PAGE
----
BDLive: – Sales of US corporate bonds likely to break 2012 record. – Corporate bond sales in the US are poised to eclipse last year’s record as issuers rush to raise cash before the Federal Reserve curtails stimulus that has held borrowing costs close to all-time lows.
FT: – Big companies in end of year bond rush. – Large corporate borrowers seeking to raise the last batch of funding for 2013 could sell close to $30bn in investment-grade bonds this week in the US, taking advantage of low borrowing rates and renewed appetite for high-quality corporate debt.
The Times: – What risk? Investors are addicted to junk again. – Banks and investors have slipped back into their bad old ways, with appetite for junk bonds and high-risk debt at pre-crisis levels once again, according to the Bank of England.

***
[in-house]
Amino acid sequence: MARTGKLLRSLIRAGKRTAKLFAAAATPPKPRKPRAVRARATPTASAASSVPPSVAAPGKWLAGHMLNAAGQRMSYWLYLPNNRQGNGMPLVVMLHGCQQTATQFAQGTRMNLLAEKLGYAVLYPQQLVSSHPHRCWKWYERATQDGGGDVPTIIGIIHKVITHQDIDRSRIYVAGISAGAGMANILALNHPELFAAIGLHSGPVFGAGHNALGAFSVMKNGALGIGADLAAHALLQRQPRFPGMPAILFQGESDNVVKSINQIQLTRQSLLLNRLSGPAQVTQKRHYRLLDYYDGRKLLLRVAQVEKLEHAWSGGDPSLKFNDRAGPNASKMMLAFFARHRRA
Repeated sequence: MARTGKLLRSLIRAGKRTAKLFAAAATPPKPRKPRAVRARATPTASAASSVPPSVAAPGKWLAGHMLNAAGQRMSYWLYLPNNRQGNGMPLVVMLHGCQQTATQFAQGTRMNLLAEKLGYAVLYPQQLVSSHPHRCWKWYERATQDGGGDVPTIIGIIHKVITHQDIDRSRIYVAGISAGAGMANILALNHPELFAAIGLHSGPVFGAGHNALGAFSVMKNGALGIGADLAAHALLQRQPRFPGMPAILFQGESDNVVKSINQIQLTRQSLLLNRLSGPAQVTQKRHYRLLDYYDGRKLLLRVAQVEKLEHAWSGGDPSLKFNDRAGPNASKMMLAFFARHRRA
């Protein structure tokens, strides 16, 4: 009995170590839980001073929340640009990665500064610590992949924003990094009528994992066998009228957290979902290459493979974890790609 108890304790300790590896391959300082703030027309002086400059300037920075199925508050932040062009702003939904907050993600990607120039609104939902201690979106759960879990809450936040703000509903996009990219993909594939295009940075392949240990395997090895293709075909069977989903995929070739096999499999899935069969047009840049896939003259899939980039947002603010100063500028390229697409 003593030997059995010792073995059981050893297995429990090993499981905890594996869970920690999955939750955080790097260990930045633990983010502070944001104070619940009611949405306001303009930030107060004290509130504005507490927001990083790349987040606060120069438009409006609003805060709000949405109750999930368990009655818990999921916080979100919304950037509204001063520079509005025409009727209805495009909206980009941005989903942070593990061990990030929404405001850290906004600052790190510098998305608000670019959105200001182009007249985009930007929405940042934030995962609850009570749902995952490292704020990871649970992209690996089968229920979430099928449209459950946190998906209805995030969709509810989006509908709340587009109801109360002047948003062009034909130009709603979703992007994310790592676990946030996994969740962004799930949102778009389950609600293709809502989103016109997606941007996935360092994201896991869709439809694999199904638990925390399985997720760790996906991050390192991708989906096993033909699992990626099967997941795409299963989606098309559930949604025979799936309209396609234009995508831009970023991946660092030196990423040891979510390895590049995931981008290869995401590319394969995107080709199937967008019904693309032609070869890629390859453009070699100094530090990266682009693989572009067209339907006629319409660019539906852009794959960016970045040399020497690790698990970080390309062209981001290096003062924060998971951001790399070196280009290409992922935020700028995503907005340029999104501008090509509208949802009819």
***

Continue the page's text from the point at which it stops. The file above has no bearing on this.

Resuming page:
Forbes: – Could U.S. high yield be riskier than emerging market bonds? – Like all fixed income professionals – and all investors – he’s trying to work out the outlook for debt in light of the inevitable tapering of QE that must one day take place. He painted a bleak picture – “Even after the Q2 sell off, nothing is cheap in fixed income. Nothing.” But within the bleakness were some interesting distinctions.
ETF Trends: – Some high-yield bond ETFs skirt duration risk. – Ten-year Treasury yields have soared 49% this year, inflicting damage on an array of long- and some medium-duration bond exchange traded funds in the process.
The Street: – Getting fat bond yields — while limiting risk. – Since the financial crisis, high-yield bonds have soared. During the past five years, high-yield funds returned 17.1% annually, compared to 7.2% for intermediate-term bond funds, according to Morningstar. The high-yield funds invest in bonds that are rated below-investment grade. After being clobbered in 2008, the low-quality bonds rallied sharply as investors regained confidence.